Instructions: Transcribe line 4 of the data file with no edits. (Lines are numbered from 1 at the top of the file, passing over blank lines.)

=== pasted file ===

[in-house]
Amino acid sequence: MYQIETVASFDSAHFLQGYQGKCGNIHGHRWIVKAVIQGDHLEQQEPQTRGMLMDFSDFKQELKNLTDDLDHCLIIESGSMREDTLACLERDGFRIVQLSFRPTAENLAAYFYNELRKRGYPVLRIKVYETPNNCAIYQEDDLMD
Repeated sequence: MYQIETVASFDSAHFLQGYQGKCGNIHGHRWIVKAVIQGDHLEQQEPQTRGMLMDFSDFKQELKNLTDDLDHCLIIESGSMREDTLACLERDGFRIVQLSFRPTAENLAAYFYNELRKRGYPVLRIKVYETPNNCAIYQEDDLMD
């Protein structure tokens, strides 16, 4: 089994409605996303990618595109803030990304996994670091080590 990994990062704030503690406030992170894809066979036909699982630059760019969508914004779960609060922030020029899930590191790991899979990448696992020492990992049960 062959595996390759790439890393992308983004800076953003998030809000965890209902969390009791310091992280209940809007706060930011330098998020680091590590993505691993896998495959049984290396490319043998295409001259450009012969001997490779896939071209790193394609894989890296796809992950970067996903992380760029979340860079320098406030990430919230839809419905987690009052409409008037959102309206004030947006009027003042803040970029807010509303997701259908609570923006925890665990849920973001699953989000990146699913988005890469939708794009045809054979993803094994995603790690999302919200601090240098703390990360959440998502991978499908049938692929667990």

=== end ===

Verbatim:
């Protein structure tokens, strides 16, 4: 089994409605996303990618595109803030990304996994670091080590 990994990062704030503690406030992170894809066979036909699982630059760019969508914004779960609060922030020029899930590191790991899979990448696992020492990992049960 062959595996390759790439890393992308983004800076953003998030809000965890209902969390009791310091992280209940809007706060930011330098998020680091590590993505691993896998495959049984290396490319043998295409001259450009012969001997490779896939071209790193394609894989890296796809992950970067996903992380760029979340860079320098406030990430919230839809419905987690009052409409008037959102309206004030947006009027003042803040970029807010509303997701259908609570923006925890665990849920973001699953989000990146699913988005890469939708794009045809054979993803094994995603790690999302919200601090240098703390990360959440998502991978499908049938692929667990």